Much As I LOVE Tech: There’s Nothing Like Reading A Physical Book
I love to read books. I have been reading ‘adult books’ (not that kind, you perverts!) since my mom gave me “The Client” by John Grisham when I was 10. As I mentioned in a previous article, I love Harry Turtledove books so you can see them represented in the picture above. I recently picked up the Steve Jobs biography by Walter Isaacson which everyone says is fantastic and the new Stephen King book “11/22/63” which is an alternate history book about what might have happened if JFK hadn’t been killed in Dallas that fateful day in 1963 as suggested by my man Raymond Motee aka @FunkyBarrister on Twitter.
I am also in the midst of reading “Poke The Box” by Seth Godin which is so far really, really good too. But it has been a long while since I have been reading more than one book at once. Heck, it has been a long time since I have actually read one physical book. Used to be I went from one book to the next and then to the next (and usually was reading more than one at once). As the years have progressed I have found myself staring at screens more often than not and rarely sitting down and reading an actual book. When I went to the Kobo Office Party I opined how much I liked the idea of the Kobo and having all your books with you at all times but at the same time I don’t know that anything can ever, in my mind, replace a physical book. There is just something about the ink and physically turning those pages that a reader just cannot replace.
As I typed the above I am aware that I sort of sound like people who maintain that listening to a record the music sounds ‘warmer’ and ‘more alive.’ Or you can say I sound like people like my younger brother who used to tell me he didn’t want to download music because he liked to physically go to a store and buy the CD. Therefore, even if I could print all the album art on a high quality printer, bind it properly, and put it into a CD jewel case and print the album art onto the CD he STILL would rather go to the store to physically buy the CD. (I haven’t checked with him if he still holds this opinion, he opined this years and years ago.) But music is still audio and these aren’t intangible things I am talking about when you read a physical book. Sure for keeping things light and easy the Kobo is an excellent choice especially if you are going on a trip. But as Tammy Hurst-Erskine aka @the_girl_ca said to me on Twitter (linked here and here).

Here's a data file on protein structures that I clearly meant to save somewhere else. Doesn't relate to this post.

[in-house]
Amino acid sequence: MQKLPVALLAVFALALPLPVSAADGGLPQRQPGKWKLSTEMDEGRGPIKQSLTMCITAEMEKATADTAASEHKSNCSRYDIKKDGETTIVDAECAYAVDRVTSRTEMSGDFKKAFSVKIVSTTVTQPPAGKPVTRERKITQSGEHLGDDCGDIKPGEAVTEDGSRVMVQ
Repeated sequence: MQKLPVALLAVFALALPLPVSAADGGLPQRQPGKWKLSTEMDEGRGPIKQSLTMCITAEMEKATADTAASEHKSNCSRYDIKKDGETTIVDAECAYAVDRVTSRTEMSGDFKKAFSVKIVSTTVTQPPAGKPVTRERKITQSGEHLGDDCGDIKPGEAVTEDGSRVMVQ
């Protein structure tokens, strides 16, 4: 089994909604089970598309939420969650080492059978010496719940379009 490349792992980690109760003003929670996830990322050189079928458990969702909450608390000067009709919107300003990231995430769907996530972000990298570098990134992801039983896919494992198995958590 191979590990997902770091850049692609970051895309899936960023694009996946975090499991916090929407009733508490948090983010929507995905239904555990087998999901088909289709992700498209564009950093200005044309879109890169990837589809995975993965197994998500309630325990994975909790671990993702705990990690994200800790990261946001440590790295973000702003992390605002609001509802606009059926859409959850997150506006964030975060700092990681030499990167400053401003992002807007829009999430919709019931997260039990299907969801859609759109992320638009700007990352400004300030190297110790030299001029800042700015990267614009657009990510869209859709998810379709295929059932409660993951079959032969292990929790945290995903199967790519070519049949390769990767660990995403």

@TheDanLevy ah so…the smell, the texture, the tangibility of the word on a page you can run your fingers over…irreplaceable. The soul is between the bound cover.
Agreed Tammy! Although I think saying ‘the soul’ is straying a little too far into the ‘music sounds warmer on a record’ territory I agree that the tangibility of the word on a page and feeling the print and smelling that new book (or old book!) smell is something else that must be experienced to be understood. Getting really into the book and not noticing time pass as you sit there curled up turning page after page is just so fantastic I can’t begin to describe it.
There is also something awesome about revisiting your bookshelf every now and again and pulling down a book you haven’t read in a while and re-reading it. Maybe this is a generational thing and kids born in the past 10 years are going to get the same experience in 15 years when they look at their library on a screen but I guess only time will tell. I also realize I need to give that book about The Mafia in the picture below back to my friend Mohammad as I have had it lying around for way too long. (Oops!) Also, you can see some of Orson Scott Card books whose characters I have mentioned in this post here and here. (If you haven’t read “Ender’s Game” I highly recommend you get on that post-haste!) Finally, looking at this picture reminds me I haven’t reread the story of Charlie Trumper in “As The Crow Flies” in a while so when I finish the three books I mentioned above, I am coming for you Jeffrey Archer! (That’s also the 2nd copy of that book I have owned because I destroyed one of them reading it so darn much.)
Note: I think this is one of the most un-ecofriendly posts I have ever written because I am advocating cutting down more trees to print more books.